6. Go for a dip
Wild swimming is popular in the summer for a reason: the cool water works wonders for cooling us down and can provide an alternative means of exercise during the hot weather.
If you're not close to your very own pond, lake, sea, or lido, however, Dr Cole has a tip. "Cool, not cold, baths or showers can help you cool down. You can also splash yourself with cool water," he says.
7. Eat easily digestible foods
"Foods which are easy to digest are best consumed during a heatwave as our body temperature is already elevated," nutritionist Jenna Hope explains. "Digesting heavy foods can contribute to raising body temperature and make us feel even hotter."
Instead of heavy meals in the summer, opt for lighter dishes like omelets, fish, salad, smoothies, yogurt, and fresh fruit.
8. Eat foods with a high water content
There are some foods which have a higher water content than others. These, Hope explains, can help to keep us hydrated in warmer weather alongside drinking liquids.
"These can help to contribute to your total fluid intake," she says. "And consequently, this can help to support your hydration status. Fruits and vegetables are typically high in water so aim for your 5-a-day."
The best sources of water from food include:
9. Keep your house cool
It's pretty essential to know how to cool down a house without AC in the summer, especially if you live in a country where the heat isn't all that common.
"Fans help with airflow, but don't rely on them to cool down," says GP Dr Cole. "If it's hot, all they do is move warm air around. That said, placing a bowl of ice cubes in front of a fan can help cool the air down."
And even though it's tempting to throw open the windows when it's hot and sunny outside, keep them closed. "Pull down the shades or close the curtains as well when indoors," he adds. "This might seem counterintuitive, but it helps to keep the heat out. You can open the windows once it has cooled down outside for ventilation."
While redecorating for the summer might not be in your budget, a pair of light-colored curtains can also go a long way to reflect the heat from your windows.
10. Change your exercise
If you've got exercise goals that can't wait for a less humid day, then consider changing your exercise to suit the weather.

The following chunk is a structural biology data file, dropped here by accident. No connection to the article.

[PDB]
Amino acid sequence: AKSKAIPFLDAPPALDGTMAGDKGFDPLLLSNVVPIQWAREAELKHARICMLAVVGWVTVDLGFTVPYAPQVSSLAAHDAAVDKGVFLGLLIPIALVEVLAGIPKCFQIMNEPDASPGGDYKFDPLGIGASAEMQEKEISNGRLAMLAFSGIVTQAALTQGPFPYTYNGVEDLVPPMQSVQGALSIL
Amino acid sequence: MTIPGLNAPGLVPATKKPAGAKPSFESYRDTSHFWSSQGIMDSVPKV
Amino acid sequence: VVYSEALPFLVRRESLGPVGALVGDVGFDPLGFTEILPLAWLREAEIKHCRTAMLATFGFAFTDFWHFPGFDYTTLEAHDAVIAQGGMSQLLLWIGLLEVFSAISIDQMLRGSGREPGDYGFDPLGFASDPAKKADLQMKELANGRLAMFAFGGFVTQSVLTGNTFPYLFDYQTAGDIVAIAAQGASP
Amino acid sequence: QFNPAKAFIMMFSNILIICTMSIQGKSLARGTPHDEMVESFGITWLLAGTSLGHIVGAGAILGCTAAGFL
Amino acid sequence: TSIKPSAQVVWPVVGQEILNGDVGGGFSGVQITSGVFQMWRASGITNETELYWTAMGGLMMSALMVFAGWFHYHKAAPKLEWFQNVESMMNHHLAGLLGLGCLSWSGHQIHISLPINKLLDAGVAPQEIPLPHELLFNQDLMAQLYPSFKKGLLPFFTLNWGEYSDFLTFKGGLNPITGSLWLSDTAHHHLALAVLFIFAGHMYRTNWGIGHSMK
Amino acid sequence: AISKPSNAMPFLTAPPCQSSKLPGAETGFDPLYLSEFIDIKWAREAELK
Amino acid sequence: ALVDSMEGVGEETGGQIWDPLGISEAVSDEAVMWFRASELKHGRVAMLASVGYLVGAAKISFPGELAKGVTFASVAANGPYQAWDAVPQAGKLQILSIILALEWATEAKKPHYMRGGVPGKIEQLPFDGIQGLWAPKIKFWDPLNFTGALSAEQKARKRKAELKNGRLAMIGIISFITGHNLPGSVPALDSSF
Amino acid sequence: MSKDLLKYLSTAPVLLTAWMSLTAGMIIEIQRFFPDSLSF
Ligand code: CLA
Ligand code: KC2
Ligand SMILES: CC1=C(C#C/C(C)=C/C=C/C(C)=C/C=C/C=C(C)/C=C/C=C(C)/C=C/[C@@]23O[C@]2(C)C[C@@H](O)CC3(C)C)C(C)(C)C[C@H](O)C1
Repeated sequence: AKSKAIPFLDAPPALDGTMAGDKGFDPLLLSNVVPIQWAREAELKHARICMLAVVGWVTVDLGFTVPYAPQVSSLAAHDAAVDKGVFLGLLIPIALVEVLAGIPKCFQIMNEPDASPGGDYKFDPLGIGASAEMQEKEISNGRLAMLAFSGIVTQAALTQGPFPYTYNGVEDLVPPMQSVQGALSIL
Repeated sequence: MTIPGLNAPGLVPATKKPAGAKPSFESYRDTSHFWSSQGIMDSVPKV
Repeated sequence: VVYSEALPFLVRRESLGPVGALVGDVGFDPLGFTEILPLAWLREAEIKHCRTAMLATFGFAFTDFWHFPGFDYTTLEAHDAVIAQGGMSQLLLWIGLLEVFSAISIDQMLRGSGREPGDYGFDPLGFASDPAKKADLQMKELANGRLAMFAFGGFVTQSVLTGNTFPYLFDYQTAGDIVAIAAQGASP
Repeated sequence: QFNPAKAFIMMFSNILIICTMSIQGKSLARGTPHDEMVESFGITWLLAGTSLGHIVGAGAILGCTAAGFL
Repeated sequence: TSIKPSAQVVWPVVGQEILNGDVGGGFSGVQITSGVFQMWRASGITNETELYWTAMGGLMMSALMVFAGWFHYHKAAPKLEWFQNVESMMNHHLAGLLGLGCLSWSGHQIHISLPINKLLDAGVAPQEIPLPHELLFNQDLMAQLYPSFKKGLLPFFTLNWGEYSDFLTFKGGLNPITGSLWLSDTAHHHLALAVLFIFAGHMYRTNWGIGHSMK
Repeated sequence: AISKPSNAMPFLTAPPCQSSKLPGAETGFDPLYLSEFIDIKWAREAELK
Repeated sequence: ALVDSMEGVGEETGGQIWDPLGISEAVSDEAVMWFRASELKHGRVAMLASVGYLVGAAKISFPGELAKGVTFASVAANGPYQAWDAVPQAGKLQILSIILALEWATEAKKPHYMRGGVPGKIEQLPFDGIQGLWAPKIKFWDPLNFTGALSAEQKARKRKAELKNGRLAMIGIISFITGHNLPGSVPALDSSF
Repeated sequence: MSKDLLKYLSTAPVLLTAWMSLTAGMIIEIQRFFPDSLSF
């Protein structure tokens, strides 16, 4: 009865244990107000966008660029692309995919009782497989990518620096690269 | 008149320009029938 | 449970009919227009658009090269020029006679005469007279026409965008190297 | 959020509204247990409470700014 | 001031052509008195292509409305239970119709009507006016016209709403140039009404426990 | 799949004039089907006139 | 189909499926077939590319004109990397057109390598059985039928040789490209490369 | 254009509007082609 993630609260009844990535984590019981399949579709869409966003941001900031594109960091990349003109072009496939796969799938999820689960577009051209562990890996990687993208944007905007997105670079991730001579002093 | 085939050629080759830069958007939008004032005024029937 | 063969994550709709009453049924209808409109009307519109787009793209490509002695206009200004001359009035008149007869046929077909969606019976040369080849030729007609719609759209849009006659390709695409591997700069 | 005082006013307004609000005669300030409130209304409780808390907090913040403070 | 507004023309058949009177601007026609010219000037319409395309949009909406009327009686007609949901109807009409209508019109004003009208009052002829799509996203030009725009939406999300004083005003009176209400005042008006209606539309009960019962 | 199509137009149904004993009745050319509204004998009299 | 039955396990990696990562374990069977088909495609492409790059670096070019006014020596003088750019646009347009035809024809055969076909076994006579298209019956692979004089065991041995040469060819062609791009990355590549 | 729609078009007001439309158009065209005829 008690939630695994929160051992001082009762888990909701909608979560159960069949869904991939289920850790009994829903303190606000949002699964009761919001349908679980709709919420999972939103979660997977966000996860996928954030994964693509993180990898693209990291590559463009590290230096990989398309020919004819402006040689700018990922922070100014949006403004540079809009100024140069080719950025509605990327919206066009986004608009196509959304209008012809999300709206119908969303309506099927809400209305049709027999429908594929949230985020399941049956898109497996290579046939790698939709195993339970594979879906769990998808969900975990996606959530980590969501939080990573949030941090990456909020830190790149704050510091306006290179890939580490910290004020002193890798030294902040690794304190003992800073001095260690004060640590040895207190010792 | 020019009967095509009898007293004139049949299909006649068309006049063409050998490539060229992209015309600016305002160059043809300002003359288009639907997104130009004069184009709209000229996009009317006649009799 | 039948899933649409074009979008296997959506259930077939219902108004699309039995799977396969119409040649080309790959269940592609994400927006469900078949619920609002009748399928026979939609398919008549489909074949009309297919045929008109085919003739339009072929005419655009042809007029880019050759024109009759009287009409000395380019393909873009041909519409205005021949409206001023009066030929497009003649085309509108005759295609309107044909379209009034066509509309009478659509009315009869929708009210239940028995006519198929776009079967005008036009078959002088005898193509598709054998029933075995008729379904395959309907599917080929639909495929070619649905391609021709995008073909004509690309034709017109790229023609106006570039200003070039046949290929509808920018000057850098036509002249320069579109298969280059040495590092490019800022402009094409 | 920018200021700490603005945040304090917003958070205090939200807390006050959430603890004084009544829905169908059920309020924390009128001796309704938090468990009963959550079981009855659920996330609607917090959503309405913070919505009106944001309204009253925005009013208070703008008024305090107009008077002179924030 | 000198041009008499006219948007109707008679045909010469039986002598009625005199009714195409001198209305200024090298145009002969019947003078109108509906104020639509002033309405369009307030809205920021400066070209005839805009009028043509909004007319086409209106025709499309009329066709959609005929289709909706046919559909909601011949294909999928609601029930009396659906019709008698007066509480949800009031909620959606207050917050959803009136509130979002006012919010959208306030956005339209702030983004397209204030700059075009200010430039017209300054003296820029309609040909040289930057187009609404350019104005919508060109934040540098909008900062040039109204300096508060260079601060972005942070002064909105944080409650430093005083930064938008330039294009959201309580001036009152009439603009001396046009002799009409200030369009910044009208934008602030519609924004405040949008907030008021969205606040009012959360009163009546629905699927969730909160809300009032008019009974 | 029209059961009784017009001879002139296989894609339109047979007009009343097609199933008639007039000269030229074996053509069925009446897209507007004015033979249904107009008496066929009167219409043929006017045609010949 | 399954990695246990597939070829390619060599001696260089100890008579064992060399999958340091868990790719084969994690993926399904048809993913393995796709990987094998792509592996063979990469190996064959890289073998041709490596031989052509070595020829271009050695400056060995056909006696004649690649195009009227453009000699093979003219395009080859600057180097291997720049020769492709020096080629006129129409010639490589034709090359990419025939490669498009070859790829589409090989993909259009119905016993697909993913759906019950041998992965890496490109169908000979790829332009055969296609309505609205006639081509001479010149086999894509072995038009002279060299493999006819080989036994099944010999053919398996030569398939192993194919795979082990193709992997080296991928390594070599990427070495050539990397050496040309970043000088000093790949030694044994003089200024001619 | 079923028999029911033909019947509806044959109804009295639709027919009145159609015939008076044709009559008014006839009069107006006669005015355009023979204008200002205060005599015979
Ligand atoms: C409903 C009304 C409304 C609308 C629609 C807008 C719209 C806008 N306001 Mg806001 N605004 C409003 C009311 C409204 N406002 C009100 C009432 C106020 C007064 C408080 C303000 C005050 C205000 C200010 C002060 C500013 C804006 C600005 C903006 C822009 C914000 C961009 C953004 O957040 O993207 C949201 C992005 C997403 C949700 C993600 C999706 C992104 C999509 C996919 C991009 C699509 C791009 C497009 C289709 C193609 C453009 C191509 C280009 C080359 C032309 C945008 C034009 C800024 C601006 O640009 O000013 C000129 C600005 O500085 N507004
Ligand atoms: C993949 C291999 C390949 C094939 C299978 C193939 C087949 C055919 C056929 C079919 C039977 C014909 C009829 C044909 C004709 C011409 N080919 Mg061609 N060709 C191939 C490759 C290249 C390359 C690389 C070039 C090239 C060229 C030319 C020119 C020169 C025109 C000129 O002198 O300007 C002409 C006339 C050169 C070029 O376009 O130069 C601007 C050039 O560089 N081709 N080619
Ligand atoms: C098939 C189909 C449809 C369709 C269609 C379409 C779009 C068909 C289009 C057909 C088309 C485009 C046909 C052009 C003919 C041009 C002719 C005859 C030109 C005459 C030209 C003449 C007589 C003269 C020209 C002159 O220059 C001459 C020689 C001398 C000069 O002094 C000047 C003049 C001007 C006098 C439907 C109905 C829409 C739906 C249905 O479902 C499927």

"Exercise can mean different things to different people. For example, a leisurely walk in the sunshine is a great way to burn calories and enjoy the good weather, without putting your body under a lot of strain. On the other hand, if you’re planning to smash out an ultra-intense cardio workout, or run the quickest 10km you’ve ever ran in your life and elevate your sweat levels, that might not be advisable in soaring temperatures," Servante says.
"If you’re outside, stick to shaded areas where possible, particularly if you can’t exercise either early in the morning or later in the evening," she adds.
And always stop exercising if you start to experience cramps, pains, begin to feel faint, or something doesn't feel right - whatever the intensity of exercise.
Signs of heat exhaustion
- Loss of appetite and feeling sick
- Excessive sweating and pale, clammy skin
- Cramps in the arms, legs and stomach
- Fast breathing or pulse.
- High temperature of 100F (38C) or above.
- Being very thirsty.
Prevention is always better than cure but heat exhaustion can creep up unnoticed. "If you or someone else starts to show the signs of heat exhaustion, try moving to a cool place such as a shaded area or inside the house. Lie down and raise your feet slightly, drink plenty of water and a sports rehydration drink as it's a great way to get electrolytes back into the body," Kaura says.
"You can also cool your skin by spraying or sponging cool water, using a fan, and placing cold packs around the armpits or neck."
When should you be worried about being too hot?
If you live in a country that doesn't get hot very often, feeling lethargic and tired in the heat can be worrying - but there's only a couple of instances where you need to be concerned for your health.
"Heat exhaustion is not usually serious if you can cool down within 30 minutes," explains pharmacist Kaura. "If it turns into heatstroke, however, it needs to be treated as an emergency." In an emergency, always dial 911 (USA) or 999 (UK).
The difference between heat exhaustion and heat stroke is in the temperature. While exhaustion will leave you with symptoms like tiredness and sweating, heat stroke is when your body tips over 103F (39C).
The symptoms of heat stroke are:
- Shortness of breath
"The symptoms are often the same in adults and children, although children may become floppy and sleepy," adds Kaura.
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A digital health journalist with over six years of experience writing and editing for UK publications, Grace has covered the world of health and wellbeing extensively for Cosmopolitan, The i Paper and more.
She started her career writing about the complexities of sex and relationships, before combining personal hobbies with professional and writing about fitness as well. Everything from the best protein powder to dating apps, the latest health trend to nutrition essentials, Grace has a huge spectrum of interests in the wellness sphere. Having reported on the coronavirus pandemic since the very first swab, she now also counts public health among them.